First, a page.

Too often, your client is a signatory on an account containing someone else’s money.
The parties think a joint account is a convenience; often it’s a hedge so that the client can care for a parent or other dependent person should the other become incapacitated.
It becomes a lot less convenient when your client hits financial difficulties. The account becomes vulnerable to levy by judgment creditors, offset by the depository institution, and perhaps turnover by a bankruptcy trustee.
The problem is compounded when your client forgets to mention it because, in her mind, it’s not her money.
What do you do when “others” don’t share that view?
Without statutory help
If you are lucky, the other party’s Social Security number was used when the bank account was opened. That strengthens the argument that the money isn’t really the debtor’s money.
If you aren’t so lucky, prudence may suggest you want to drain or close the joint account. If the account is worthless at filing, the other party isn’t exposed to having the money seized by the trustee while you argue the law and equity of the situation.
Yet I am reluctant to have my client, the prospective debtor, close the account or write the check for “balance of the account”. First it looks bad, and reinforces the idea that the money was the debtor’s to spend. Second, it clearly has to be disclosed under transfers and closed accounts on the SOFA.
When possible, I propose that the party whose money it is make the withdrawal and deposit the funds elsewhere. I believe disclosure is still necessary, but the threat of immediate turnover to the trustee is overcome.
An alternative is to list the account as “property held for another” on the statement of financial affairs.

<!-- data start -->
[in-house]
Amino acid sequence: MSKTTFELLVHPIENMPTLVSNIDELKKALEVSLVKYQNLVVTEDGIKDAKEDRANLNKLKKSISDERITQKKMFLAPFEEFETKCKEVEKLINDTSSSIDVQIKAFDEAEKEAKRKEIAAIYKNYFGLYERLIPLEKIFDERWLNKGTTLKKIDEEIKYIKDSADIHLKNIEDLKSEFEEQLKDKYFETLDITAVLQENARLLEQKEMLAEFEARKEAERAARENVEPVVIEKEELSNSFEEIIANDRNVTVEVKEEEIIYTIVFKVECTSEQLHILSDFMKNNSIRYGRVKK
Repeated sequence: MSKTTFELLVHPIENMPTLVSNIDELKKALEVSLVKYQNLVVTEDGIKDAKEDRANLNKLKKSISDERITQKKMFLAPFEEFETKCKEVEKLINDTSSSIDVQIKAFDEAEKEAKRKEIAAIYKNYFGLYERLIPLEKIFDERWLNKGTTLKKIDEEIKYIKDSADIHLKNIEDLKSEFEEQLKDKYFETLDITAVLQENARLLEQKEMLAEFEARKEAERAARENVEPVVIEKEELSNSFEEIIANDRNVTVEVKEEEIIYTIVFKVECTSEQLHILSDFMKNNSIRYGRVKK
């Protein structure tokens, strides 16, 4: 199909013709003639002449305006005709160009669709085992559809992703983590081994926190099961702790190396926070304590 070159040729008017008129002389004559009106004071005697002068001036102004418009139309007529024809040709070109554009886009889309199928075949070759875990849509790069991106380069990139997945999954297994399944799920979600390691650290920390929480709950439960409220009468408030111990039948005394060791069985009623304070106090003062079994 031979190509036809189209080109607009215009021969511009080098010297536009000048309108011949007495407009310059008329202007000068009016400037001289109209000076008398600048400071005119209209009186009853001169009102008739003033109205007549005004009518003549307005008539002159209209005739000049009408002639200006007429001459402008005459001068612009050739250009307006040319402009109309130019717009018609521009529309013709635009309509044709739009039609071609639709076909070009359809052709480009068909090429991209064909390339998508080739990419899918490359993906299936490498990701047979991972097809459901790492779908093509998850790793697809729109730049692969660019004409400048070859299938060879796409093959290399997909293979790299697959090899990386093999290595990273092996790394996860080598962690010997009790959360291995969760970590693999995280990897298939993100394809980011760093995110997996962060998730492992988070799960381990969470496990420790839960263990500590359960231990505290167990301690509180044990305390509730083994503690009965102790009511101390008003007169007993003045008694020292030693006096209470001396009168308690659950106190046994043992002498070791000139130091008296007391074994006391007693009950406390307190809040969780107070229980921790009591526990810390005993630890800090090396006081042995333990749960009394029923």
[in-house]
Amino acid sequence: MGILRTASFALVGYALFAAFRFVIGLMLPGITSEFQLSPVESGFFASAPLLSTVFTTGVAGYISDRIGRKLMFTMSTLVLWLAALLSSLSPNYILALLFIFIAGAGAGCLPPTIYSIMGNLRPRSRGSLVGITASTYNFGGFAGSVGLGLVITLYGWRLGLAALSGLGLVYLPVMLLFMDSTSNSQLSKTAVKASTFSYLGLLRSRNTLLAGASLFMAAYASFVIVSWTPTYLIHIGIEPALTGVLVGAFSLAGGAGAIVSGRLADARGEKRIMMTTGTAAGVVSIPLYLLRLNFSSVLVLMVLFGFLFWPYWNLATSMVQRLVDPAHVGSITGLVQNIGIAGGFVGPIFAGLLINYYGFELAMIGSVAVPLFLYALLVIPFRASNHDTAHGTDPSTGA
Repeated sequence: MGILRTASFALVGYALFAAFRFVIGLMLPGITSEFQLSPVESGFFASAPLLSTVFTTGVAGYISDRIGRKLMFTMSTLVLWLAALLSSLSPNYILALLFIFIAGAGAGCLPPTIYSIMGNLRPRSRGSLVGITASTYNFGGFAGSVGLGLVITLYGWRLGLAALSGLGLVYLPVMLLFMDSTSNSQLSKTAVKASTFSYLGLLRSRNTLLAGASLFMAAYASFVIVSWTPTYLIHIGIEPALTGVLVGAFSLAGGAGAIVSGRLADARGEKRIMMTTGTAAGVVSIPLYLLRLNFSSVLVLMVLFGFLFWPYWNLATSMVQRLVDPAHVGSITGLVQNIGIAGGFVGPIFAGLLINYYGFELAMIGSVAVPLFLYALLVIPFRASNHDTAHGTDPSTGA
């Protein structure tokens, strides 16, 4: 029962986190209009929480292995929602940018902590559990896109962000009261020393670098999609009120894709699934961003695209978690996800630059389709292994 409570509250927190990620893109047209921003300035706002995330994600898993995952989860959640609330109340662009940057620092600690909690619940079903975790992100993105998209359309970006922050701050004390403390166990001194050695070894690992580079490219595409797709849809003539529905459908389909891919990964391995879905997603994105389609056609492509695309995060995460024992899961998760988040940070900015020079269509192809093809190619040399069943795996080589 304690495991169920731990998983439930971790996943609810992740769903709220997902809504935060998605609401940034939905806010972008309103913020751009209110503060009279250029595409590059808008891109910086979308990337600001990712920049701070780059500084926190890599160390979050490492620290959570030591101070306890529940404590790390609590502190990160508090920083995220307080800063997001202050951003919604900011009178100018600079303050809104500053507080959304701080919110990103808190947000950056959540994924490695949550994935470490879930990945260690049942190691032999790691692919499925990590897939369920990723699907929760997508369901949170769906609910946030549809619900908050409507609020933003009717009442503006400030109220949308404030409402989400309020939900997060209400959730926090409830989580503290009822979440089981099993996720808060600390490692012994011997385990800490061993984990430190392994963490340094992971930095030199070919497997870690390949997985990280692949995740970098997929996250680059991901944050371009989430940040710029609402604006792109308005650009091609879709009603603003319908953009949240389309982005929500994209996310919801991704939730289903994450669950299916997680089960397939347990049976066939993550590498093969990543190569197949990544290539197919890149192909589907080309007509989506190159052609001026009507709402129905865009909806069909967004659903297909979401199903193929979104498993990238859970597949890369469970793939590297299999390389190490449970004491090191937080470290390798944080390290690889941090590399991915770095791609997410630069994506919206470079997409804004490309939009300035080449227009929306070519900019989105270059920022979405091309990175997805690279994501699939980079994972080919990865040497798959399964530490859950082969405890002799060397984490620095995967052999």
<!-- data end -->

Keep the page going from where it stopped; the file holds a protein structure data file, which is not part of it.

But there may be help elsewhere.
The statutory fix
State law determines what it is that the debtor owns. And the law of California, where I practice, has this statutory gem:
An account belongs, during the lifetime of all parties, to the parties in proportion to the net contributions by each, unless there is clear and convincing evidence of a different intent. Cal. Probate C. 5301
Until another lawyer from probate law firm located in Atlanta pointed me to this provision, I would never have thought to look in the Probate Code for help arguing that my client was not really the owner of a bank account on which she could draw down the entire account.
But there it is. Clear law that says that ownership is in proportion to the contribution of each person named on the account. So if it’s Mom’s money, your client’s name on the account doesn’t make it the client’s property.
California can’t be the only state to have addressed this issue in its legal code.
Your mission: hunt down comparable law where you practice to protect joint accounts in bankruptcy.
Image courtesy of Flickr and MontyAustin